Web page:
Pepsi’s $3.2B SodaStream Deal Taps Healthy Drink Trend

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Pepsi has been migrating to healthier beverages and the SodaStream deal is one step further

Purchase, NY — PepsiCo’s $3.2 billion acquisition of the Israeli-based seltzer maker SodaStream International continues its push into healthy beverages and also rides the wave of resistance to plastics in the wastestream.

SodaStream’s products, marketed as a healthy alternative to sugary sodas, fit Pepsi’s goal of “making more nutritious products while limiting our environmental footprint,” outgoing Pepsi CEO Indra Nooyi said in a statement announcing the deal. “Together, we can advance our shared vision of a healthier, more sustainable planet.”

Nooyi, who was instrumental to Pepsi’s diversification into better-for-you products has announced she will step down as CEO on Oct. 3. Under her tenure, the company organized itself into three units in keeping with consumer trends — offering products that are Fun for You, Better for You and Good for You. Sales grew 80% during Nooyi’s 12-year tenure.

The deal is expected to close in January. It drew applause from environmentalists.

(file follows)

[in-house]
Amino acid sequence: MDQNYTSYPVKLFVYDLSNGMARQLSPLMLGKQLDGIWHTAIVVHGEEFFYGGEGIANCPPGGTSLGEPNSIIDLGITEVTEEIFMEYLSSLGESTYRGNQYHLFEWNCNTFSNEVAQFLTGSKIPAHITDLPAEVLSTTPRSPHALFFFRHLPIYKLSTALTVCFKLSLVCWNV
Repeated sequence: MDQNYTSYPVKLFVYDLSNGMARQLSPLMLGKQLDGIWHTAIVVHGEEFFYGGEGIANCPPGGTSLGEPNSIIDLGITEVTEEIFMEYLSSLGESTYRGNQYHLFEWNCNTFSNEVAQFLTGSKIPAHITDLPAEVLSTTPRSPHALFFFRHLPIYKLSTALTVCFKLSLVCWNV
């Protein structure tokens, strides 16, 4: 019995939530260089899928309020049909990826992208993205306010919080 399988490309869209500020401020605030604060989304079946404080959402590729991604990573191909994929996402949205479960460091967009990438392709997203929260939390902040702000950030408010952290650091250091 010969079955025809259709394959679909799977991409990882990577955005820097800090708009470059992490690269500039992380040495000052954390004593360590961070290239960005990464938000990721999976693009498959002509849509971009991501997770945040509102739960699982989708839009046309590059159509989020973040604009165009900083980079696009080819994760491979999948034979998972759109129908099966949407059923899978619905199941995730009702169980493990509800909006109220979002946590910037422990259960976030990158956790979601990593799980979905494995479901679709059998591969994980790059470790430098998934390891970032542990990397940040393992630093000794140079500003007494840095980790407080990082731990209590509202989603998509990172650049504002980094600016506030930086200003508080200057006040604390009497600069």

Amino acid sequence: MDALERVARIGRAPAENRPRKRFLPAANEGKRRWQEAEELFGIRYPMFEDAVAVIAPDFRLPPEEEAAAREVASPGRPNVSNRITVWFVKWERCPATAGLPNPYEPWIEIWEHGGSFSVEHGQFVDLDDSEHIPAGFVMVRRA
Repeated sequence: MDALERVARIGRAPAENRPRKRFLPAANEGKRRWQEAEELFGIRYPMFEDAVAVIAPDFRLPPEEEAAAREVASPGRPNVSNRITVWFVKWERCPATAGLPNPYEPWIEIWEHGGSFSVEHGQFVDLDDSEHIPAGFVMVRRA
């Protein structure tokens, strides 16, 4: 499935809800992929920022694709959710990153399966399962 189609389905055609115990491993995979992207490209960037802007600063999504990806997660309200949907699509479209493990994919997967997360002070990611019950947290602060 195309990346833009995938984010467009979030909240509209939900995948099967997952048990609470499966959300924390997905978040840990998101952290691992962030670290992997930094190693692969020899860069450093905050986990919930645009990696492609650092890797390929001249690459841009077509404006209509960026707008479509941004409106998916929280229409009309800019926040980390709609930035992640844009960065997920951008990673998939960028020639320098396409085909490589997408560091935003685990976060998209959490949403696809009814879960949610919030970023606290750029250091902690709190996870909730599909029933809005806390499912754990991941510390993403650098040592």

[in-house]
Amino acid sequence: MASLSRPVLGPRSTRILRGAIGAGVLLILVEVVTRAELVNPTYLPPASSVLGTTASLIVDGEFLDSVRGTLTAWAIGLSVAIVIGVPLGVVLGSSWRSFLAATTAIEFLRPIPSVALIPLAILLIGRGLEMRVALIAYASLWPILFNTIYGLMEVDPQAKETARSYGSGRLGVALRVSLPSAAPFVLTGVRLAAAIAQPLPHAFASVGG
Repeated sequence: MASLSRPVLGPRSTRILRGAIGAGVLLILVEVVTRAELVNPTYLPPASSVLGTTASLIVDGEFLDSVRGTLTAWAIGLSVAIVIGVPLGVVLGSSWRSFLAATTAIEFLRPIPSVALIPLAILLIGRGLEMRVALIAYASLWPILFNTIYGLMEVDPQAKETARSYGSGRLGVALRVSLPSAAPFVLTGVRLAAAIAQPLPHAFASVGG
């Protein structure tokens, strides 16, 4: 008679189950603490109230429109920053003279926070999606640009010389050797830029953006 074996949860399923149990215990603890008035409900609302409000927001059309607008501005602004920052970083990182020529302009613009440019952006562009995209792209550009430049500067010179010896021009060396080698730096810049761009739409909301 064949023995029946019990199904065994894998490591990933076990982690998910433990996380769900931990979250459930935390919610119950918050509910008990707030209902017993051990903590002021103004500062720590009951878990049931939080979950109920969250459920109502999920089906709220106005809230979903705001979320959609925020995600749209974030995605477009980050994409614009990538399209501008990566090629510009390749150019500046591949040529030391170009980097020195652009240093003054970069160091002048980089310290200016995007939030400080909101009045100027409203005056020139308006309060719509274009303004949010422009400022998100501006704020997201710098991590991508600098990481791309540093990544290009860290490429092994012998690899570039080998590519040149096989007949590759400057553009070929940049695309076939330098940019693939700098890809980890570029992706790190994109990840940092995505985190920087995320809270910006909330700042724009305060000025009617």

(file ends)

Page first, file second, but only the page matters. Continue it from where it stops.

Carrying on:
“This acquisition creates an opportunity for Pepsi to go beyond recycling and commit to a significant reduction in the amount of plastic bottles it’s putting on the shelves,” said Jacqueline Savitz, North America chief policy officer for Oceana, in a statement from the ocean conservation and advocacy group.

“The imperative to reduce single-use plastic at the source has never been as clear as it is today, and the solution – alternative delivery systems like SodaStream – is literally at our fingertips,” she added.

While Coca-Cola bought a stake in Keurig Green Mountain and ended that effort after two years because of dismal sales, author Darcy O’Neil, an expert on the history of beverages, speculated that hipster culture may make mix-your-own sodas more successful this time.

“There’s this idea that cooking and doing your own thing is better than just getting prepackaged stuff,” she said In an interview with The New York Times. “Now we have all the resources to research how to make it, and SodaStream has made the carbonation process really easy, so I guess it’s just a natural extension of the trend toward doing things yourself.”

SodaStream officials said the company will stay in Israel.

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